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Publications (2)8.07 Total impact

  • Yao Zhan, Ke Gong, Chao Chen, Haiqing Wang, Wenhua Li
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    ABSTRACT: MS-275 is a synthetic benzamide derivative of the histone deacetylase inhibitor and is currently in phase I/II clinical trials. Many reports have shown that the anti-tumor activity of MS-275 in several types of cancer is mainly attributable to its capacity to induce the apoptotic death of tumor cells. It remains unclear if autophagy is involved in MS-275 treatment of cancer cells. Here, we first show that MS-275 induces human colon cancer cell HCT116 autophagy as well as apoptosis. Short-term treatment (24h) induced HCT116 cells to undergo autophagy with dependence on intracellular reactive oxygen species production and ERK activation. The activated reactive oxygen species/ERK signal promoted Atg7 protein expression, which triggered MS-275-induced cancer cell autophagy. However, after prolonged treatment with MS-275 (over 48h), autophagic cells turned apoptotic, which was also dependent on reactive oxygen species generation. Interestingly, we found that p38 MAP kinase played a vital role in the switch from autophagy to apoptosis in MS-275-induced human colon cancer cells. High expression of p38 induced cell autophagy, but low expression resulted in apoptosis. In addition, observations in vivo are strongly consistent with the in vitro results. Therefore, these findings extend our understanding of the action of MS-275 in inducing cancer cell death and suggest that it may be a promising clinical chemotherapeutic agent with multiple effects.
    Free Radical Biology & Medicine 05/2012; 53(3):532-43. · 5.27 Impact Factor
  • Guan Wang, Yao Zhan, Haiqing Wang, Wenhua Li
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    ABSTRACT: Tumor necrosis factor-related apoptosis-inducing ligand (TRAIL) is a promising anticancer agent due to its selective cytotoxicity to transformed cells. However, most human hepatocellular carcinomas (HCC) develop resistance to TRAIL. Thus, there is an urgent need to investigate the molecular targets and the underlying mechanisms that may be involved in overriding the resistance of tumor cells to TRAIL. Cell viability analysis was performed in HCC cells after treatment with TRAIL and/or ABT-263. Flow cytometry was used to assess apoptosis. The expression of caspases and members of the Bcl-2 family was examined through immunoblot analysis. Finally, the viability of cancer cells transfected with a plasmid containing HBx (hepatitis B virus X protein) following treatment with TRAIL was also measured. In this study, we demonstrate that ABT-263, a potent and orally bioavailable inhibitor of the Bcl-2 family, was able to reverse the resistance of hepatocarcinoma cell lines to TRAIL-induced apoptosis, while sparing normal liver cells. The molecular mechanism of the reversal in resistance may be attributed to the inhibition by ABT-263 of anti-apoptosis proteins of the Bcl-2 family. In addition, we determined that HBx was able to sensitize TRAIL-resistant hepatocarcinoma Huh7 cells. These findings provide a novel insight into the clinical application of TRAIL-induced apoptosis of HCC cells.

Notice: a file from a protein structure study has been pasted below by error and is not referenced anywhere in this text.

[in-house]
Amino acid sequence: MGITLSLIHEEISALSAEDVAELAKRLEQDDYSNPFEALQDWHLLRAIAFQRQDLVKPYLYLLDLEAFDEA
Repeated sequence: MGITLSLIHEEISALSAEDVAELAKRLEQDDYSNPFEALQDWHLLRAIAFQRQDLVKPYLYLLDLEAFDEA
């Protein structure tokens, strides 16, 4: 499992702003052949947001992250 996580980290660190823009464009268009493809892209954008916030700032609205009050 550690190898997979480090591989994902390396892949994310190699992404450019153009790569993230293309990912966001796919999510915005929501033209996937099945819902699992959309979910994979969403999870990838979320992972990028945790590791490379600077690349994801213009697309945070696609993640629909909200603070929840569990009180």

Cancer Chemotherapy and Pharmacology 03/2012; 69(3):799-805. · 2.80 Impact Factor